English Language Learning And Technology, Carol Chapelle

Carol Chapelle

The LL & LT monograph series publishes monographs as well as edited volumes on applied and methodological issues in the field of language pedagogy. The focus of the series is on subjects such as classroom discourse and interaction; language diversity in educational settings; bilingual education; language testing and language assessment; teaching methods and teaching performance; learning trajectories in second language acquisition; and written language learning in educational settings.


English As A Foreign Language (Efl) In Captivity: The Case Of Iranian Prisoners Of War In The Iraq-Iran War, Abbas Emam 2019 Shahid Chamran University of Ahvaz, Iran

English As A Foreign Language (Efl) In Captivity: The Case Of Iranian Prisoners Of War In The Iraq-Iran War, Abbas Emam

Journal of Prison Education and Reentry

During the Persian Gulf War of Iraq-Iran (1980-1988), thousands of Iranians were taken captive by Iraqi troops. These prisoners of war (POWs) had to find ways to enrich and fill their time in prison camps. Learning English was one such activity. This study was carried out to appraise the motivations of the Iranian POWs for learning English, and to understand more about their textbooks, their classroom environment, the teaching methods and techniques employed, the skills emphasized, the teaching aids improvised, the types of exercises mobilized, as well as the test-taking techniques adopted. A relevant corpus of 21 memoirs and 7 ...


Not All R & R Is Good: Religiosity And Racism Within Charles Dickens’S And Wilkie Collins’S The Perils Of Certain English Prisoners, Emma Judd 2019 Brigham Young University

Not All R & R Is Good: Religiosity And Racism Within Charles Dickens’S And Wilkie Collins’S The Perils Of Certain English Prisoners, Emma Judd

Student Publications

In their 1857 collaborative Christmas novella, The Perils of Certain English Prisoners, Charles Dickens and Wilkie Collins present various instances of blatant and unabashed racism on the island of Silver-Store. From nearly the beginning, the story’s narrator, Gill Davis, notes, “I have stated myself to be a man of no learning, and, if I entertain prejudices, I hope allowance may be made. I will now confess to one. It may be a right one or it may be a wrong one; but, I never did like Natives, except in the form of oysters” (12). This racist attitude is not ...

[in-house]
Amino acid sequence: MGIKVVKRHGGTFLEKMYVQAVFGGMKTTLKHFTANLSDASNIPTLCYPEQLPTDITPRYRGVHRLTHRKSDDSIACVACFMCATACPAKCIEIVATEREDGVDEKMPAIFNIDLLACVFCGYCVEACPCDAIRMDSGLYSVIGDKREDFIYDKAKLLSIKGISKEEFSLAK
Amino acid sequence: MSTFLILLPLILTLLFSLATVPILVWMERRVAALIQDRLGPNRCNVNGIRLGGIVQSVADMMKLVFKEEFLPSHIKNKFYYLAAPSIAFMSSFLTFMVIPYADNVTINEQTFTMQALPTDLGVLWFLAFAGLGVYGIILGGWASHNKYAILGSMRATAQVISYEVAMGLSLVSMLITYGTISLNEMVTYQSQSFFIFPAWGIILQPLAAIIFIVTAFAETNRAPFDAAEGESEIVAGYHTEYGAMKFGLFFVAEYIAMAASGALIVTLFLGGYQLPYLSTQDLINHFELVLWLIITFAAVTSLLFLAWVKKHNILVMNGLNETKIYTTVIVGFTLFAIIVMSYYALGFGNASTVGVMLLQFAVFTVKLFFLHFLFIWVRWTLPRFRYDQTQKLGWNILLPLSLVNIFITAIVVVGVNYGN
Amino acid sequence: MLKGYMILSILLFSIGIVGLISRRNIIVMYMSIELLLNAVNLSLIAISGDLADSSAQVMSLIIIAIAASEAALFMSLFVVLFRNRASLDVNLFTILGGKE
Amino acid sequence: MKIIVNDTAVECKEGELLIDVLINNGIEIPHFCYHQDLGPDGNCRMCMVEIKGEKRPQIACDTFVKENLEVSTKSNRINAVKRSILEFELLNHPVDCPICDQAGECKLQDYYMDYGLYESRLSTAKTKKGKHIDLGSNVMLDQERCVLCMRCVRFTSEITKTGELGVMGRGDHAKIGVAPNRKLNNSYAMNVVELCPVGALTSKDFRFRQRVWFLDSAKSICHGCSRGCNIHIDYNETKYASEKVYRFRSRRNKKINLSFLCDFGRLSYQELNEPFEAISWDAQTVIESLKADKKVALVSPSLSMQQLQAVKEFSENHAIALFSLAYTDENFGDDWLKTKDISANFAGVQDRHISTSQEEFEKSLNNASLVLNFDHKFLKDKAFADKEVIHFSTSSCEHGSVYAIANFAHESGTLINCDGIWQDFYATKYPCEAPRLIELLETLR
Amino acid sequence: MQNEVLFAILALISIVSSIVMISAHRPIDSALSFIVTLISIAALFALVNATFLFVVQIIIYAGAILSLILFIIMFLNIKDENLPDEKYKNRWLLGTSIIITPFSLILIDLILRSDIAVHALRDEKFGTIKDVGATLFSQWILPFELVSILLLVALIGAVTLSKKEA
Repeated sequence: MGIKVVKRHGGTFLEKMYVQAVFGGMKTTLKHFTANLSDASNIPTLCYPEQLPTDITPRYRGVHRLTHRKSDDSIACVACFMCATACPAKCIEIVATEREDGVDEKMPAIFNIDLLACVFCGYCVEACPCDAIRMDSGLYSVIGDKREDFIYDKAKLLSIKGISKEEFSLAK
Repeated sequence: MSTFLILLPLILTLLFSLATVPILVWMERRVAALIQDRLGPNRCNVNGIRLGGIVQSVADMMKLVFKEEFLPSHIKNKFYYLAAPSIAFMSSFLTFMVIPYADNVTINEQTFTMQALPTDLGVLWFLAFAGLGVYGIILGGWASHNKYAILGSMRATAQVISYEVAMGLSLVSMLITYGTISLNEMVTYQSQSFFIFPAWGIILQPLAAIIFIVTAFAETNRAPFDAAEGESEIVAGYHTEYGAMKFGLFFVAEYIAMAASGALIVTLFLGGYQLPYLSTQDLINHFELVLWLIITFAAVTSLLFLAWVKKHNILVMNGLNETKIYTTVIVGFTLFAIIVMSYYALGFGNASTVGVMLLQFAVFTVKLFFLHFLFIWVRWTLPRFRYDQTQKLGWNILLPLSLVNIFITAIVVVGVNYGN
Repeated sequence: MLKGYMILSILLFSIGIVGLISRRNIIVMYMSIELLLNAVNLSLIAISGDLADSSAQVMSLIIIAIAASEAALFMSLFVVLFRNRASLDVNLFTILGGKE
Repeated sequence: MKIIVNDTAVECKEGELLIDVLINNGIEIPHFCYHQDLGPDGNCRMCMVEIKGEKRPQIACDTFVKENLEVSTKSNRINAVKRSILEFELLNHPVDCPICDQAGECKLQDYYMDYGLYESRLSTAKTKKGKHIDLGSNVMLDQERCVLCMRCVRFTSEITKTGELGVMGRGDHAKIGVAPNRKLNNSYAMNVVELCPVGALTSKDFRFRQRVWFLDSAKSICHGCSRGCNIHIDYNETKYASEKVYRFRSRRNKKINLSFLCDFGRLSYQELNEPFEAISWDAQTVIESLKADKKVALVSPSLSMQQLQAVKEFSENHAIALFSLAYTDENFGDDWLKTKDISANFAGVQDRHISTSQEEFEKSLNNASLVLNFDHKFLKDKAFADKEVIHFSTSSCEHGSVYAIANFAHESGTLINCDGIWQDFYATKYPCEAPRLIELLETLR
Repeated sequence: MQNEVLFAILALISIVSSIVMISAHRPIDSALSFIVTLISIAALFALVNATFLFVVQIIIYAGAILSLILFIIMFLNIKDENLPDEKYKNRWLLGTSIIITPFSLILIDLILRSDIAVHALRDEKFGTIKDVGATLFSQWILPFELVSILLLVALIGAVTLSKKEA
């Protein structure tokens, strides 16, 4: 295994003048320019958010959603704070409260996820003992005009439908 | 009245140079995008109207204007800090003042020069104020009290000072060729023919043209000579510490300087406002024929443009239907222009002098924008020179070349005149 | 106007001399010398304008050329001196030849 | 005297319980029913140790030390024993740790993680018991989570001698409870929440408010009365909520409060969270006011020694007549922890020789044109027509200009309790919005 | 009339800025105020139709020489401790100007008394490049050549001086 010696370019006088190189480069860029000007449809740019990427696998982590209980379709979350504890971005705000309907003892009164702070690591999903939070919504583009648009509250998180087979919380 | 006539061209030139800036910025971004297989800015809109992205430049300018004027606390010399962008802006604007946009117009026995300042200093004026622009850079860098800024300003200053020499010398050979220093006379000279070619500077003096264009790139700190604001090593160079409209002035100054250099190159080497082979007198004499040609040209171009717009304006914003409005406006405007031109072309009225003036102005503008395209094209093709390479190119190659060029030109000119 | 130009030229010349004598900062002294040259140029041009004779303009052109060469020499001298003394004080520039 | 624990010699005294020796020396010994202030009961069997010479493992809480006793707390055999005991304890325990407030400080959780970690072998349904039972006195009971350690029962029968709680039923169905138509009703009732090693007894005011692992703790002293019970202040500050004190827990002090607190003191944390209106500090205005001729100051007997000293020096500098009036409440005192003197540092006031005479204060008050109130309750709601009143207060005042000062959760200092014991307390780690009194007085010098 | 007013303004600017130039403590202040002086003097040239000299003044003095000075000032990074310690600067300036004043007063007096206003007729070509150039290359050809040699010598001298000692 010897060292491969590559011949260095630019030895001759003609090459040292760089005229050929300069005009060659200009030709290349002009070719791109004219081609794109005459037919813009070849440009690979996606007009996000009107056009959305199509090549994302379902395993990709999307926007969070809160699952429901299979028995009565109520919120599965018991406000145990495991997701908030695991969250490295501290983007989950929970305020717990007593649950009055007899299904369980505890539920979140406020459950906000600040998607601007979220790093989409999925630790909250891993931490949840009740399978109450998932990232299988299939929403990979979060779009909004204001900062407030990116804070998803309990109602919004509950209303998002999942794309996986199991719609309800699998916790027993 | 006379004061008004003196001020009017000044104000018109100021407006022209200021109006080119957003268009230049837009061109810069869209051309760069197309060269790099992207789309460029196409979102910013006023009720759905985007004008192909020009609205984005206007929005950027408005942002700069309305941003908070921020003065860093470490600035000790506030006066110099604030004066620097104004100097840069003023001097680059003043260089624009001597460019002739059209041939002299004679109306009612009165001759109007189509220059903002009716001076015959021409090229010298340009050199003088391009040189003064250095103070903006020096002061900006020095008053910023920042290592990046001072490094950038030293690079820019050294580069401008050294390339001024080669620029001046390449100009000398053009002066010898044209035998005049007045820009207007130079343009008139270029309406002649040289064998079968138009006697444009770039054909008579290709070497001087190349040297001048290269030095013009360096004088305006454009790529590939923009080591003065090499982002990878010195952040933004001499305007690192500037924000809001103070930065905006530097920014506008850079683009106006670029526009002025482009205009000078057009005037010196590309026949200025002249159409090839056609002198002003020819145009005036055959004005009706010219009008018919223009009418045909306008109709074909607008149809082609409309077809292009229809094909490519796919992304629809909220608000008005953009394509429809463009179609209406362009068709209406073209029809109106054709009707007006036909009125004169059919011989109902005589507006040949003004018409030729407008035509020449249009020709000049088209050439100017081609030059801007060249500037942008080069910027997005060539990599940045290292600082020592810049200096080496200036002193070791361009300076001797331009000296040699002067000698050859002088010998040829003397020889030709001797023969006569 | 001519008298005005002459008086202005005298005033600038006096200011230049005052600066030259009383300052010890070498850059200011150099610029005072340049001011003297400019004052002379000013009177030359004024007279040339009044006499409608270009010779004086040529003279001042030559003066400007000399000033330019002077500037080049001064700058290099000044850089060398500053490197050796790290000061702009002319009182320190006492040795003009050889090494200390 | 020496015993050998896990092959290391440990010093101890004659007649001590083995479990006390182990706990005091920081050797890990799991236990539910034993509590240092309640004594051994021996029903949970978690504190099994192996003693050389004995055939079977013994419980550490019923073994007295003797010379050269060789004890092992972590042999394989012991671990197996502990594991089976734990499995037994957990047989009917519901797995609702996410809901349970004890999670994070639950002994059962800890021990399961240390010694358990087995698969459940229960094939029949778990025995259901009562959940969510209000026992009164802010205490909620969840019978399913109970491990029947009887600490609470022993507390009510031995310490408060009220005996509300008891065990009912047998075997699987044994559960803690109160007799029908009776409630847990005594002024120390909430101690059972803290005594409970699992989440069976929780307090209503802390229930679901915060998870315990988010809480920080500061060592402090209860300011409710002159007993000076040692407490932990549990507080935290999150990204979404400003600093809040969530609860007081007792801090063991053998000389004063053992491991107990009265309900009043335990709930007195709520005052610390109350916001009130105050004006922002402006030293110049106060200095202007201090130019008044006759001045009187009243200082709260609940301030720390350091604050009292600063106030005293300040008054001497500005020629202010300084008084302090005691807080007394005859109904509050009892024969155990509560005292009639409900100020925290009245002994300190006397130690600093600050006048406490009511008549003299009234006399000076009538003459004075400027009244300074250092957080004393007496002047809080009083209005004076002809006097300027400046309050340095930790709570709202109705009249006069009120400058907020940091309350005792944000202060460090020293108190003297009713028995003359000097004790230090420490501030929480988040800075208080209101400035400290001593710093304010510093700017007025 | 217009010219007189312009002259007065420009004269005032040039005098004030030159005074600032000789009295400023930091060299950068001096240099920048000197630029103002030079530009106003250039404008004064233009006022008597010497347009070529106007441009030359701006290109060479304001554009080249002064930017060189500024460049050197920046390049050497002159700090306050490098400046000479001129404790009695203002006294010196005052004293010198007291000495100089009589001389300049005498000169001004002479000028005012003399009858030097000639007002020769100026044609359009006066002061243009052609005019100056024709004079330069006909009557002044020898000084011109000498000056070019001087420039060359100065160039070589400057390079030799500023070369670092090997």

Just Do It: The Value Of Being A Doer In Wilkie Collins’S And Charles Dickens’S The Perils Of Certain English Prisoners, Kori Anne Dryer 2019 Brigham Young University

Just Do It: The Value Of Being A Doer In Wilkie Collins’S And Charles Dickens’S The Perils Of Certain English Prisoners, Kori Anne Dryer

Student Publications

In Wilkie Collins’s and Charles Dickens’s 1857 novella The Perils of Certain English Prisoners and Their Treasure in Women, Children, Silver, and Jewels, the inhabitants of Silver-Store are presented with a unique definition of worth and value. The text discusses many types of value: intellectual value, physical value, productive value, etc. The collaborating authors present a pattern of having the white-male characters’ worth on the island of Silver-Store as action-based: that the doers of the society are seen as more valuable than those that are passive in the society. Gillian Ray-Barruel extrapolates on this unequal idea of social ...


English Prisoners In Their Unnatural Habitat: Conquering Nature In The Perils Of Certain English Prisoners By Wilkie Collins And Charles Dickens, Madeline Christensen 2019 Brigham Young University

English Prisoners In Their Unnatural Habitat: Conquering Nature In The Perils Of Certain English Prisoners By Wilkie Collins And Charles Dickens, Madeline Christensen

Student Publications

Charles Dickens is most famous for writing about urban spaces and environments such as the city of London. However, as Joseph Carroll points out, there are numerous "prominent British depictions of wild nature" and these depictions of nature find their way into the "cultivated tracts of British domestic fiction" (305). It is this relationship, between the cultivated and uncultivated wilderness that Charles Dickens and Wilkie Collins touch upon in their collaborative 1857 Christmas novella, The Perils of Certain English Prisoners, and Their Treasure in Women, Children, Silver, and Jewels. Collins and Dickens explore the relationship between humans and nature as ...


Intimate Fictions: The Rhetorical Strategies Of Obscene Violence In Four Novels, Steven Monk 2019 Louisiana State University and Agricultural and Mechanical College

Intimate Fictions: The Rhetorical Strategies Of Obscene Violence In Four Novels, Steven Monk